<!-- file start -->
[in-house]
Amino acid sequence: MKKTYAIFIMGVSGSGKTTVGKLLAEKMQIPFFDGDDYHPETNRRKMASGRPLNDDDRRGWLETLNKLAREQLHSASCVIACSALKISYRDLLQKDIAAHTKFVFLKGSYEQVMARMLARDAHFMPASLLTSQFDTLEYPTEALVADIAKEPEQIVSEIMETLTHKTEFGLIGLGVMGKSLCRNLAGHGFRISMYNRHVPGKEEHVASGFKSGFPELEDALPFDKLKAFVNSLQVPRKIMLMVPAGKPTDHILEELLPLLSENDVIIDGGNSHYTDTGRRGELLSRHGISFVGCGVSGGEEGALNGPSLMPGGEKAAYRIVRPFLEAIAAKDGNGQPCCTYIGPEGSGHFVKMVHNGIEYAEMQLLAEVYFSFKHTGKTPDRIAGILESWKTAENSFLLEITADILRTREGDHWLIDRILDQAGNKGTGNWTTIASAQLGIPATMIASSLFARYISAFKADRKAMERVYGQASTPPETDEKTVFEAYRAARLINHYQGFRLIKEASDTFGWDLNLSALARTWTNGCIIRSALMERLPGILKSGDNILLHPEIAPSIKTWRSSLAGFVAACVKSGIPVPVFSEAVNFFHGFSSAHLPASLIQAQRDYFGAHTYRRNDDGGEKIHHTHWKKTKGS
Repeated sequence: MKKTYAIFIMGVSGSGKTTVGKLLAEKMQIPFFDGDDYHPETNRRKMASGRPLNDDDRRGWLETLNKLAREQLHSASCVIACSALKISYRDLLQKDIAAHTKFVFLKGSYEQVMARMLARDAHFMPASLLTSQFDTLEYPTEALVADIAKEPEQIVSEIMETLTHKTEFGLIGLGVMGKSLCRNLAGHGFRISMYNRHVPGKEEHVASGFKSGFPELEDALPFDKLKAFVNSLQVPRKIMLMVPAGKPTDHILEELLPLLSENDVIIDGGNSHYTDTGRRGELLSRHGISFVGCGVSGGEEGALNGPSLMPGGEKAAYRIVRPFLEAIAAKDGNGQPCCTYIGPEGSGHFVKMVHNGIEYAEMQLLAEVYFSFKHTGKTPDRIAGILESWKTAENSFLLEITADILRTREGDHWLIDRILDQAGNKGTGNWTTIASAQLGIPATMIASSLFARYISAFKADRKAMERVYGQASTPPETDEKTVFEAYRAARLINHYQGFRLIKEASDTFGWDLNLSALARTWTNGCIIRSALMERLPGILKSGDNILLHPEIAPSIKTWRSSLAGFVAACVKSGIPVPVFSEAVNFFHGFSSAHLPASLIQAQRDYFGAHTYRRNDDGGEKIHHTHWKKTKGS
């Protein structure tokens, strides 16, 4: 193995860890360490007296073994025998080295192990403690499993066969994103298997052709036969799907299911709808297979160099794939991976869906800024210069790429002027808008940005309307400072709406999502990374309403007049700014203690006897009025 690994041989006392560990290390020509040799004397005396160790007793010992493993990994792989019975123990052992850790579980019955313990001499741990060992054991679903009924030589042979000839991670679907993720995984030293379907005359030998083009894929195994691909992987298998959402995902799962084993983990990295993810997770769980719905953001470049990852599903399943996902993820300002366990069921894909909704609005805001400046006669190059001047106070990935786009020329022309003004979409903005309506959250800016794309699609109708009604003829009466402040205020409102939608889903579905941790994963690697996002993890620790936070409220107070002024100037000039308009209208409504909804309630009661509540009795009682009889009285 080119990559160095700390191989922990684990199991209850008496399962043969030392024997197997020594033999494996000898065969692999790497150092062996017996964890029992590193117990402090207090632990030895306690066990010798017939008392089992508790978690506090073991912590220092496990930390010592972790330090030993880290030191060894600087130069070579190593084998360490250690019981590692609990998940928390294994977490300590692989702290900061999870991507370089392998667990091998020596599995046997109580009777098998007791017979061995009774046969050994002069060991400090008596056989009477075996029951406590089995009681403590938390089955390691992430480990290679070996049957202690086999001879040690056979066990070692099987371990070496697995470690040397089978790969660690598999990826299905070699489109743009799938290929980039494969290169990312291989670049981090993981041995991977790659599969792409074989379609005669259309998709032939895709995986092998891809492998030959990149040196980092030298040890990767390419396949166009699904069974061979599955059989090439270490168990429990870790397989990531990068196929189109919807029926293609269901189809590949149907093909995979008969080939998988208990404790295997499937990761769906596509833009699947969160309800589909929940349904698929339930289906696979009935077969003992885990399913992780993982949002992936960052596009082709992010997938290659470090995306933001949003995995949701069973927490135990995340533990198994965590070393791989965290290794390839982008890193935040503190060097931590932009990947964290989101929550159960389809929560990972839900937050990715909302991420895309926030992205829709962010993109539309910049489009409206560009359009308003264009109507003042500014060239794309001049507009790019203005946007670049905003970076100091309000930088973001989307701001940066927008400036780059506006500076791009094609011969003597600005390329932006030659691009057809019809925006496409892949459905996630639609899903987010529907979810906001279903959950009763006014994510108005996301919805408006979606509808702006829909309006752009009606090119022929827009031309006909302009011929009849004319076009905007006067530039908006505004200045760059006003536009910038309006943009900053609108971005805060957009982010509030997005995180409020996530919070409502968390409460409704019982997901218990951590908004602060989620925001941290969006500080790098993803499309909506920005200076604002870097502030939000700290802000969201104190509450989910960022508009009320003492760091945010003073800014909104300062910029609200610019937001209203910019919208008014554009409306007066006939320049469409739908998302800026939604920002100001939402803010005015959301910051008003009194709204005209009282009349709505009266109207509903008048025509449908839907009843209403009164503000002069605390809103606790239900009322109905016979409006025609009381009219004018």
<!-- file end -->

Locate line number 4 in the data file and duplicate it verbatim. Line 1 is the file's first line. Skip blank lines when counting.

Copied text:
């Protein structure tokens, strides 16, 4: 193995860890360490007296073994025998080295192990403690499993066969994103298997052709036969799907299911709808297979160099794939991976869906800024210069790429002027808008940005309307400072709406999502990374309403007049700014203690006897009025 690994041989006392560990290390020509040799004397005396160790007793010992493993990994792989019975123990052992850790579980019955313990001499741990060992054991679903009924030589042979000839991670679907993720995984030293379907005359030998083009894929195994691909992987298998959402995902799962084993983990990295993810997770769980719905953001470049990852599903399943996902993820300002366990069921894909909704609005805001400046006669190059001047106070990935786009020329022309003004979409903005309506959250800016794309699609109708009604003829009466402040205020409102939608889903579905941790994963690697996002993890620790936070409220107070002024100037000039308009209208409504909804309630009661509540009795009682009889009285 080119990559160095700390191989922990684990199991209850008496399962043969030392024997197997020594033999494996000898065969692999790497150092062996017996964890029992590193117990402090207090632990030895306690066990010798017939008392089992508790978690506090073991912590220092496990930390010592972790330090030993880290030191060894600087130069070579190593084998360490250690019981590692609990998940928390294994977490300590692989702290900061999870991507370089392998667990091998020596599995046997109580009777098998007791017979061995009774046969050994002069060991400090008596056989009477075996029951406590089995009681403590938390089955390691992430480990290679070996049957202690086999001879040690056979066990070692099987371990070496697995470690040397089978790969660690598999990826299905070699489109743009799938290929980039494969290169990312291989670049981090993981041995991977790659599969792409074989379609005669259309998709032939895709995986092998891809492998030959990149040196980092030298040890990767390419396949166009699904069974061979599955059989090439270490168990429990870790397989990531990068196929189109919807029926293609269901189809590949149907093909995979008969080939998988208990404790295997499937990761769906596509833009699947969160309800589909929940349904698929339930289906696979009935077969003992885990399913992780993982949002992936960052596009082709992010997938290659470090995306933001949003995995949701069973927490135990995340533990198994965590070393791989965290290794390839982008890193935040503190060097931590932009990947964290989101929550159960389809929560990972839900937050990715909302991420895309926030992205829709962010993109539309910049489009409206560009359009308003264009109507003042500014060239794309001049507009790019203005946007670049905003970076100091309000930088973001989307701001940066927008400036780059506006500076791009094609011969003597600005390329932006030659691009057809019809925006496409892949459905996630639609899903987010529907979810906001279903959950009763006014994510108005996301919805408006979606509808702006829909309006752009009606090119022929827009031309006909302009011929009849004319076009905007006067530039908006505004200045760059006003536009910038309006943009900053609108971005805060957009982010509030997005995180409020996530919070409502968390409460409704019982997901218990951590908004602060989620925001941290969006500080790098993803499309909506920005200076604002870097502030939000700290802000969201104190509450989910960022508009009320003492760091945010003073800014909104300062910029609200610019937001209203910019919208008014554009409306007066006939320049469409739908998302800026939604920002100001939402803010005015959301910051008003009194709204005209009282009349709505009266109207509903008048025509449908839907009843209403009164503000002069605390809103606790239900009322109905016979409006025609009381009219004018």